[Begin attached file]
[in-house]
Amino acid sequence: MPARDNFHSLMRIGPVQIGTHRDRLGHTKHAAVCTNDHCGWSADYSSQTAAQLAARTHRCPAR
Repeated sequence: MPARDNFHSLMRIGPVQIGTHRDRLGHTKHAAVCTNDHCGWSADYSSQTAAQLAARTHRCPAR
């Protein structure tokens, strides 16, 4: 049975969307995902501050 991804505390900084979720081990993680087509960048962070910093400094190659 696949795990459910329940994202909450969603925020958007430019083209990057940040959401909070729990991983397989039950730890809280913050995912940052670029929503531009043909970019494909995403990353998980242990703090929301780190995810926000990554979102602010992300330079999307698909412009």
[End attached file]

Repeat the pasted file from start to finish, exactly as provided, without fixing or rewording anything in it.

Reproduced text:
[in-house]
Amino acid sequence: MPARDNFHSLMRIGPVQIGTHRDRLGHTKHAAVCTNDHCGWSADYSSQTAAQLAARTHRCPAR
Repeated sequence: MPARDNFHSLMRIGPVQIGTHRDRLGHTKHAAVCTNDHCGWSADYSSQTAAQLAARTHRCPAR
């Protein structure tokens, strides 16, 4: 049975969307995902501050 991804505390900084979720081990993680087509960048962070910093400094190659 696949795990459910329940994202909450969603925020958007430019083209990057940040959401909070729990991983397989039950730890809280913050995912940052670029929503531009043909970019494909995403990353998980242990703090929301780190995810926000990554979102602010992300330079999307698909412009």